But after a while, the Education Machine just rolled over too many teachers, mashing the life juices right out of their pores.
I'll tell you something else-by the time they graduate 60 percent of students will have also flown the coop. This is not some abstract number: these are the kids on your block, next door, and maybe in your upstairs bedrooms.
Public education does what it was designed to do. And in a previous era, that served America very well. With the passing of that era the model has become obsolete.
We all know that we live in perilous times. But, more than that, we live in the crumbling ruins of obsolete forms. An age is passing away (as ages always do). Don Berwick famously said, "Every system is perfectly designed to get the results it gets." The prevalent model of public education does what it was designed to do. And in a previous era, that served America very well. With the passing of that era the model has become obsolete.
For that reason, the Education Machine is in genuine and panoramic crisis; it is in personal, social, economic, and national turmoil. Numbers don't lie. But that crisis is because of its obsolescence, not its malice.
Here are a few other features of its rot.
The Education Machine does not have the capacity to care. And learning requires people who care.
The Machine's continual cry of "reform" results in kicking the can down the road for future administrators and teachers to solve. This response only makes matters worse and costs a hell of a lot of money.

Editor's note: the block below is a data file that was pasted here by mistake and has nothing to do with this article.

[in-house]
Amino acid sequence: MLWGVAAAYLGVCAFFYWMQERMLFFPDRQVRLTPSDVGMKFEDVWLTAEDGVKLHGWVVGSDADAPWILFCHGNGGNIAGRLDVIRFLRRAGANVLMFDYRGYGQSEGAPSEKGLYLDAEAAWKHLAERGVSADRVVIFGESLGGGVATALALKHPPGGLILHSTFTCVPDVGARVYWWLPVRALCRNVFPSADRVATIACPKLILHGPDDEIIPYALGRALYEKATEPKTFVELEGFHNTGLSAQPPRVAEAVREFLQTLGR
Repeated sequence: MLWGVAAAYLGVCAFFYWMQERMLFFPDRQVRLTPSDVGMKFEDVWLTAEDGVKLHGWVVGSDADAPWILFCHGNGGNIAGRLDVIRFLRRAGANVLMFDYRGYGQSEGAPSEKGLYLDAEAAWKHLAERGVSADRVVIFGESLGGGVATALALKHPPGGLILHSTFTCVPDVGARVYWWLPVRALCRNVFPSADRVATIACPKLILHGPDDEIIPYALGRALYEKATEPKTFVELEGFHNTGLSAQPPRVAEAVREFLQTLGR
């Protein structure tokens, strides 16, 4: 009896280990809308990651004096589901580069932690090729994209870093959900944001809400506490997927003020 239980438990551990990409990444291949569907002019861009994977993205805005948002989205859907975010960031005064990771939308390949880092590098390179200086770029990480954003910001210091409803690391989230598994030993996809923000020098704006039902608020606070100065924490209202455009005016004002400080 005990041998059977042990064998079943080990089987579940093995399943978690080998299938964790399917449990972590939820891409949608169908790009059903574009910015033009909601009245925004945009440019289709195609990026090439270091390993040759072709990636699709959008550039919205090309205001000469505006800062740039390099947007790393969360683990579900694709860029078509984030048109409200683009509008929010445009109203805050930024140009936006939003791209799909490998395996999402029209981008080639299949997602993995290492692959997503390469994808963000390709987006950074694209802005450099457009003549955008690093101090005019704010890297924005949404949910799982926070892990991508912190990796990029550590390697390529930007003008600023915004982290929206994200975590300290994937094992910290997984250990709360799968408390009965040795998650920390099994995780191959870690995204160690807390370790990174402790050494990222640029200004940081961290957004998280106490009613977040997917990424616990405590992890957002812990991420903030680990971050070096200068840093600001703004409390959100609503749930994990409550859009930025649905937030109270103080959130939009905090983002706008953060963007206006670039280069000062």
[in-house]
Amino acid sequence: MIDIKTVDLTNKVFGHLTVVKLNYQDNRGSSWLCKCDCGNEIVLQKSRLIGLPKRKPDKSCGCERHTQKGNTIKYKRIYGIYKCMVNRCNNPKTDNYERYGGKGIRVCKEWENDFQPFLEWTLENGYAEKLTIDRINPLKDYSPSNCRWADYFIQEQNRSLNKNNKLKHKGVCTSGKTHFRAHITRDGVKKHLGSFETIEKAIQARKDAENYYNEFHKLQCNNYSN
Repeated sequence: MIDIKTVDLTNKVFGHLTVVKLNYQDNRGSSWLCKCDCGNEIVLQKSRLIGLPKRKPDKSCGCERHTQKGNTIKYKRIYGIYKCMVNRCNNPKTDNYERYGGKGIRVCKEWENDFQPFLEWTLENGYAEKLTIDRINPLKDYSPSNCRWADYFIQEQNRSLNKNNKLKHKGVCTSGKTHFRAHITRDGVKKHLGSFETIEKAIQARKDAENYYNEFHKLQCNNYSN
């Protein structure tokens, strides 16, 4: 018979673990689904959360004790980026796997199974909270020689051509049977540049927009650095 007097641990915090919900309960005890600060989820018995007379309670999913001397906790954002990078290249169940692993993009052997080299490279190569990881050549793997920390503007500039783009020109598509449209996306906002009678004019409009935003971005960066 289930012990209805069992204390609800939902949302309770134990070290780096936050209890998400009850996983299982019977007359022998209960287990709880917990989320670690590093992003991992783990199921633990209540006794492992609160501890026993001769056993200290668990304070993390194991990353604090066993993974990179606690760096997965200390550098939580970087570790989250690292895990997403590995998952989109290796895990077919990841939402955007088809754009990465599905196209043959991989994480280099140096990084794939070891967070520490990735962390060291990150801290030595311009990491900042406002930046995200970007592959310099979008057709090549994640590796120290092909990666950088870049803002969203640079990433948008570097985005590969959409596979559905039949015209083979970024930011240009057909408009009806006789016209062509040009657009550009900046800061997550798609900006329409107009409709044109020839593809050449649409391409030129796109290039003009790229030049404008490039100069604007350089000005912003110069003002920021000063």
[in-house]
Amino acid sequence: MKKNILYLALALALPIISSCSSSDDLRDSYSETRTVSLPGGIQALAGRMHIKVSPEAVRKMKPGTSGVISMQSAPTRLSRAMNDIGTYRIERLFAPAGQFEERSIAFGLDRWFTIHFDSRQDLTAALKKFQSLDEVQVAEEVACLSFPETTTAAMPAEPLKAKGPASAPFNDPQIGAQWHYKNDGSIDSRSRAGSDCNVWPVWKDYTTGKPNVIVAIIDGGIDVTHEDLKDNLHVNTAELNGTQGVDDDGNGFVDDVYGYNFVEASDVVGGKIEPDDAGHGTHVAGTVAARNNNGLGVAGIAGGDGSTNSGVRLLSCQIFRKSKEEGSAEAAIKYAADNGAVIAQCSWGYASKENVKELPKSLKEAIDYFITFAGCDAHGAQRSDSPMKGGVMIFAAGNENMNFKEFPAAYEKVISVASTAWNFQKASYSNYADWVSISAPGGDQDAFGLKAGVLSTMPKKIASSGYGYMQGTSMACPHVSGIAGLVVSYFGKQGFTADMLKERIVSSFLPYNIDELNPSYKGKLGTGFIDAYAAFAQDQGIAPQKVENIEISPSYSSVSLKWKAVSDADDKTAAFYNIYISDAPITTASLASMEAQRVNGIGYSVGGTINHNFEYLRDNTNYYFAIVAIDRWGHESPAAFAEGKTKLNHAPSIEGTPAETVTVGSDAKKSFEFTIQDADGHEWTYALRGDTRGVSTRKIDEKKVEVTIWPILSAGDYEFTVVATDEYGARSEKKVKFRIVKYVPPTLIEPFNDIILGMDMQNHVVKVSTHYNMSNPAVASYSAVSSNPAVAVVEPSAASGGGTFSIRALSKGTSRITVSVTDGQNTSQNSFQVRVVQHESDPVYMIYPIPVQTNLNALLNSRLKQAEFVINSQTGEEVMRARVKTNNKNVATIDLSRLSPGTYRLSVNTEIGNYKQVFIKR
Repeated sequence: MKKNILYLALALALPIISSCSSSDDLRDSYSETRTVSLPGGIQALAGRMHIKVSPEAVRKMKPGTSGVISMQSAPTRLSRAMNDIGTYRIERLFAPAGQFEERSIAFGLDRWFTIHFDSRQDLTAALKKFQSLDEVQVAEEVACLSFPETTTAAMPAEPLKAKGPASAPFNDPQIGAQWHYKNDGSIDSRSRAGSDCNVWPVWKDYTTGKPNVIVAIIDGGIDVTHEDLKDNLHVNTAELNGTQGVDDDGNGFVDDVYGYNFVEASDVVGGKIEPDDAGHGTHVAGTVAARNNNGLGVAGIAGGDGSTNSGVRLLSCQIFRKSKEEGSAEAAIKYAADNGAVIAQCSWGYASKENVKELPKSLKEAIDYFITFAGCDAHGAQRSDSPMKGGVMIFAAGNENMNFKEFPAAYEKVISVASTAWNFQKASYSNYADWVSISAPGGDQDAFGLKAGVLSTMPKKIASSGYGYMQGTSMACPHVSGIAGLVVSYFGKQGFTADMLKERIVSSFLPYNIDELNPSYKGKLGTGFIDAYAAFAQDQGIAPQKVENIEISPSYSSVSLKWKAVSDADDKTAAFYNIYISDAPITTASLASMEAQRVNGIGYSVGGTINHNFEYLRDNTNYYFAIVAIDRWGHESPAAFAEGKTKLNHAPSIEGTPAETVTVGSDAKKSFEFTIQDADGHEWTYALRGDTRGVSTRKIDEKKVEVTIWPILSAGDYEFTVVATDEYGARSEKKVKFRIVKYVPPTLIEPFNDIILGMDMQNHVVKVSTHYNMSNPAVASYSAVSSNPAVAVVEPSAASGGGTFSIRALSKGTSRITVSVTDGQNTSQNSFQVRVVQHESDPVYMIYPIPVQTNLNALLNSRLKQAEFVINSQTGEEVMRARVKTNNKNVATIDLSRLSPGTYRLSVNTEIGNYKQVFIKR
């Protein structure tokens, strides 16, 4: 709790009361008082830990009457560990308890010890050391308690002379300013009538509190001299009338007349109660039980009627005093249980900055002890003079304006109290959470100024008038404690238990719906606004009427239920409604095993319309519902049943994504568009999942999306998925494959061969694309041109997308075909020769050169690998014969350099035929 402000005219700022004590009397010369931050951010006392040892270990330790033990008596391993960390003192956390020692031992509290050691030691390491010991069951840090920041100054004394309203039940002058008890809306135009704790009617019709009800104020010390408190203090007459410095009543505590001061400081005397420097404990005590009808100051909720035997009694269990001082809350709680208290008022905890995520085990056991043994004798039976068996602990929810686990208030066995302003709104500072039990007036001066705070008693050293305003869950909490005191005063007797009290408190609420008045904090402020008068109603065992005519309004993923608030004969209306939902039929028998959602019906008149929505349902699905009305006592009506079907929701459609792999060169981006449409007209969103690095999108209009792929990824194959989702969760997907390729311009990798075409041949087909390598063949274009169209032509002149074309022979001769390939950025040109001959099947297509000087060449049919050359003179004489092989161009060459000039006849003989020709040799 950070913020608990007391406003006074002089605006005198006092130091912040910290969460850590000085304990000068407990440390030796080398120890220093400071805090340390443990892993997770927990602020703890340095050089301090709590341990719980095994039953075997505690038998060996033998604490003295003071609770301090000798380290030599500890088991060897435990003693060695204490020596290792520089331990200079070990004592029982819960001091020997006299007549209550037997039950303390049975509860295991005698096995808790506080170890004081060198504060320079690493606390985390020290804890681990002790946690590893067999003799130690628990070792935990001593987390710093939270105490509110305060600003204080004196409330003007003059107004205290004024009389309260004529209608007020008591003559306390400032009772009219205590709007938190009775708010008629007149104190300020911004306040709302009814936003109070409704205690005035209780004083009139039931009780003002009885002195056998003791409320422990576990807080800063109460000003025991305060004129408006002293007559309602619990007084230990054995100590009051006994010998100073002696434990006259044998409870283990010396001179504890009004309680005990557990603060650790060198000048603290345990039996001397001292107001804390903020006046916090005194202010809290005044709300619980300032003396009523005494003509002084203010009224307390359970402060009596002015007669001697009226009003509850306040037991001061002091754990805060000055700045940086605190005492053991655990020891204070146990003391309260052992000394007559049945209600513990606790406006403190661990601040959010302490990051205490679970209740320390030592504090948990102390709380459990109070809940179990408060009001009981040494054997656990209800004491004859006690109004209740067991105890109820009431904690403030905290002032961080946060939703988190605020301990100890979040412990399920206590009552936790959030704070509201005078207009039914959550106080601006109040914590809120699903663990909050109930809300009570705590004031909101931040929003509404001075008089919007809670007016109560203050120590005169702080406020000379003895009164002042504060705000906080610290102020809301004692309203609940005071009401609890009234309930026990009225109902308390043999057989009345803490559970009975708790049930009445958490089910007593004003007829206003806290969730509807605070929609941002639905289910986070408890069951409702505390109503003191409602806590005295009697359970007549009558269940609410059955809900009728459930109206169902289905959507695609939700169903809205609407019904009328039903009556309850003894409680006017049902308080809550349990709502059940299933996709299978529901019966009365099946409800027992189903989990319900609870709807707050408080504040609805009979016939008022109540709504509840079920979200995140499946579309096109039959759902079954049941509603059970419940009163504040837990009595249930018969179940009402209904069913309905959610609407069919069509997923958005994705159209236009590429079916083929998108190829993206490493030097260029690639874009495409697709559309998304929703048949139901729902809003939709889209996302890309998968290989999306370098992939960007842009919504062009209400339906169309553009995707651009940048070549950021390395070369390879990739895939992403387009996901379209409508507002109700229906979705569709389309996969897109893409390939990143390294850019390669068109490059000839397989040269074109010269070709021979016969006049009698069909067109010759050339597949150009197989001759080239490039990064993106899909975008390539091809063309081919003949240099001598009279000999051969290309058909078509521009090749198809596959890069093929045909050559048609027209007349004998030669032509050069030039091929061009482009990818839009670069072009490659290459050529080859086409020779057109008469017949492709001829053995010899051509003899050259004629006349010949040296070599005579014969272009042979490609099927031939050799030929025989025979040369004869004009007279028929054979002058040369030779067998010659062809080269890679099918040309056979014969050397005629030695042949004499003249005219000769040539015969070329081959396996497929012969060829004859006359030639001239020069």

We can't wait. We cannot let the Education Machine move another kid down its aged and rusty assembly line until they are broken or left behind. Now is already late.
So, how did we end up with an education system that has not only failed in its mission but has also inflicted so much psychological, emotional, and intellectual damage on so many people that it touches? But, far more important, what can we do about it now?
Now, let's pause and consider some other realities that our work on this book revealed:
Yes, education has become a Machine. But schools, administrators, and teachers can create a kid-centered, human-enriching, and high-achieving learning experience.
It takes stepping into only one classroom of engaged kids to see the difference between the Machine and the deeply human experience of learning.
The challenge of education sounds formidable. But it can be brought down to a human scale and transformed through people who care.
Cynicism says we can't change what must be changed. That is not true; we can do something about it. This is not an impossible task. That is what this book is about. When you finish reading, you will know the time and money invested in this book was well worth the price. We can change the way we teach and train our younger members. Do not forget that.
Cynicism says we can't change what must be changed. That is not true; we can change the way we teach and train our younger members. Do not forget that.
I know what I'm talking about. Over the past two years, my associates and I have traveled thousands of miles and talked to hundreds of students, teachers, administr